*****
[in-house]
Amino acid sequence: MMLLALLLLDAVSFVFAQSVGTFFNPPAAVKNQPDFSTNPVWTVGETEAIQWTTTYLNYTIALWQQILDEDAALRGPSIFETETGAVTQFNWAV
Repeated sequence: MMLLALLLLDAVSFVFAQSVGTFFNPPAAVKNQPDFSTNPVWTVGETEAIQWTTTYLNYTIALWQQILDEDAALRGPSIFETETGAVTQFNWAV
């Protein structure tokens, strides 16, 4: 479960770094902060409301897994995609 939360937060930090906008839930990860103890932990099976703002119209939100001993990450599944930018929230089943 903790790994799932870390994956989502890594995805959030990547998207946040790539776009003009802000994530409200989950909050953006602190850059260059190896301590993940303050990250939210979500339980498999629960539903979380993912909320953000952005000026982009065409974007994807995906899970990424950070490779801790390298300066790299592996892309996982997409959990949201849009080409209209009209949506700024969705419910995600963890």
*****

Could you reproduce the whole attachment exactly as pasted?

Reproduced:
[in-house]
Amino acid sequence: MMLLALLLLDAVSFVFAQSVGTFFNPPAAVKNQPDFSTNPVWTVGETEAIQWTTTYLNYTIALWQQILDEDAALRGPSIFETETGAVTQFNWAV
Repeated sequence: MMLLALLLLDAVSFVFAQSVGTFFNPPAAVKNQPDFSTNPVWTVGETEAIQWTTTYLNYTIALWQQILDEDAALRGPSIFETETGAVTQFNWAV
């Protein structure tokens, strides 16, 4: 479960770094902060409301897994995609 939360937060930090906008839930990860103890932990099976703002119209939100001993990450599944930018929230089943 903790790994799932870390994956989502890594995805959030990547998207946040790539776009003009802000994530409200989950909050953006602190850059260059190896301590993940303050990250939210979500339980498999629960539903979380993912909320953000952005000026982009065409974007994807995906899970990424950070490779801790390298300066790299592996892309996982997409959990949201849009080409209209009209949506700024969705419910995600963890």